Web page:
He caught NWA, Tupac, and Biggie—as well as a young Outkast and Cee-Lo—but his favorite rappers to photograph were Kriss Kross.
"Listen" visualizes what it’s like to live with one of the fastest growing and least understood developmental disorders today.
“Play it safe or start from fear, things just end up average or worse.”
While Reddit’s amateur sleuths tend to draw groans or worse for their sloppy crowdsourcing efforts (misidentifying the Boston Marathon suspects comes to mind), an English blogger has carved out a vital place in the news cycle with his meticulous and tenacious crowdsourced reporting.
A group of kids has created an app to combat the police abuses seen in Ferguson, and everywhere else.
The app, called Five-O, is like a detailed version of Yelp for the police. (It’s worth noting that the Ferguson Police Department already has a dismal one-star review on Yelp). After any interaction, someone can answer questions like “Was the stop legitimate?” and “Were you physically assaulted?” and give the officer a grade from A to F. App users can also view scores for a particular department, or browse through departments by county or state.
At 3:20 a.m. on Sunday morning, a magnitude-6.0 earthquake struck 9 miles south of Napa. It was the strongest quake to hit the Bay Area since 1989.
Now data prepared by Jawbone data scientist Brian Wilt gives us some insight into how strong the jolt was, using anonymous biometric data taken from thousands of Up health trackers worn by NorCal users affected by the quake.
“When you’re just starting to learn something new, the errors that you experience are helping you learn faster.”
Inside the quest to disrupt death. (Or at least kickstart a slow aging movement.)
“The death by a thousand cuts applies to aging. So I am working to kill aging with a thousand cuts.”
During the dotcom boom, Dave Asprey made $6 million in one swoop. At the age of 26, in the rush of power and possibility that came with that sudden windfall of cash, he felt like nothing was beyond his reach, not even death. “I decided that I was just not going to die,” he tells me, with a smile. “That would be my next challenge.”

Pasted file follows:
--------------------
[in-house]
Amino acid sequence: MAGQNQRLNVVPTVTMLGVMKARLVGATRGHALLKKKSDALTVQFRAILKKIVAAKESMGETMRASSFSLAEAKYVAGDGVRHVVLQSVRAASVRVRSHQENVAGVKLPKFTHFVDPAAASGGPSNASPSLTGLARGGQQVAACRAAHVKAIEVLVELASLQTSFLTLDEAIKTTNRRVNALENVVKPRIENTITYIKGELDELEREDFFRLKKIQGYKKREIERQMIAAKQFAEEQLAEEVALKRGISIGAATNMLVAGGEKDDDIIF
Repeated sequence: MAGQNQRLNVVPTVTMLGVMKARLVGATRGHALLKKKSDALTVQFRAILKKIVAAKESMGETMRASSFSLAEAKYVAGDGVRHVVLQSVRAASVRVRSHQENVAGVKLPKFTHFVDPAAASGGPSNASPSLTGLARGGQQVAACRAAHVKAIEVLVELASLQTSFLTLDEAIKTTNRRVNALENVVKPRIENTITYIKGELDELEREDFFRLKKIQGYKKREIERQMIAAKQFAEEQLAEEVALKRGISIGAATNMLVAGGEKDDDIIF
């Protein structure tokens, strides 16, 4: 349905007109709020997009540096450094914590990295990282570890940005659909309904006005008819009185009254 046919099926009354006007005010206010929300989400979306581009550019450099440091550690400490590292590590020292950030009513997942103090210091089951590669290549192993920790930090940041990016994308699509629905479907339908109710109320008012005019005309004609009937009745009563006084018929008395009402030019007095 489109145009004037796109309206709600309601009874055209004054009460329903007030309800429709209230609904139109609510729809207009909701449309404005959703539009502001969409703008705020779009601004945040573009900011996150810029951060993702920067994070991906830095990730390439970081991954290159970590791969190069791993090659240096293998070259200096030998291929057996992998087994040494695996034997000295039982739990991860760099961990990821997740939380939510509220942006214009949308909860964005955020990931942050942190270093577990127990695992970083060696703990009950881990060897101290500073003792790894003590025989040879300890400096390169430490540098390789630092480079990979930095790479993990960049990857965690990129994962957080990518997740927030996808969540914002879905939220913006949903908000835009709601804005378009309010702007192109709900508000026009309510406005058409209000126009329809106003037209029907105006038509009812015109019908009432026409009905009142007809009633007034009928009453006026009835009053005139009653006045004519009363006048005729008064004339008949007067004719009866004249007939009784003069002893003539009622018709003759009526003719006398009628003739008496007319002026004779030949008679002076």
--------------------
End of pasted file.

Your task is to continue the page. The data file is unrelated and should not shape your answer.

And, so, Asprey joined the age-old fight to conquer death.
Over the last 15 years, Asprey has been tinkering with technologies in the hopes of slowing the aging process in his own body. He describes this as bio-hacking, using the hacker mentality to turbocharge his own biochemistry. And to hear Asprey tell it, that’s working:
“Never again experience the unsettling feeling of flesh on flesh when closing your hand,” says the web site for the noPhone, a revolutionary gadget with zero technology inside.
Sometimes a good diversion is exactly what you need to get back on track.
“In some ways distractions are a form of mindfulness—being mindful of your environment and noticing more new things. Being open to them allows for the ability to take bits of information and combine them in novel ways that are useful or adaptive.”
What it takes to get hired at these top tech companies: A mixture of hard problem-solving skills and the right rapport with company culture.
When you’re hiring, how do you know when someone is right for the job? Is it an intuitive decision, or based solely on the facts of their experience?
It’s not so cut and dry, these leaders say.
“The one piece of advice that I would tell young people getting into the tech industry today is to surround yourself with smart people you can learn from,” says Jess Lee, CEO of Polyvore. When having inspiring comrades around means handpicking them from a crowd of applicants, the process of assembling your all-stars can be overwhelming.
A candidate’s success or failure at your company depends on more than their cover letter and resume. These industry influencers don’t rely on an applicant’s list of experiences, but read between the lines to what makes a great hire.
New, adorable, and addictive.
The CEO of JoyTunes, a music-learning app, is now giving away his product to the 40 of its previously paying customers who use it most.
Sacrificing 40% of your profits? It’s certainly a leap of faith. But Kaminka—and his investors—feel that to do otherwise would be to miss out on a big opportunity. “This technological trend happening now in music education means for me that I can be dominant here. Someone will take over and be the standard, and that’s the opportunity for JoyTunes,” says Kaminka. It’s not merely a question of grabbing the most market share, either, he suggests. He thinks that by making JoyTunes more broadly accessible, he can actually grow the market of digital music learning in its entirety.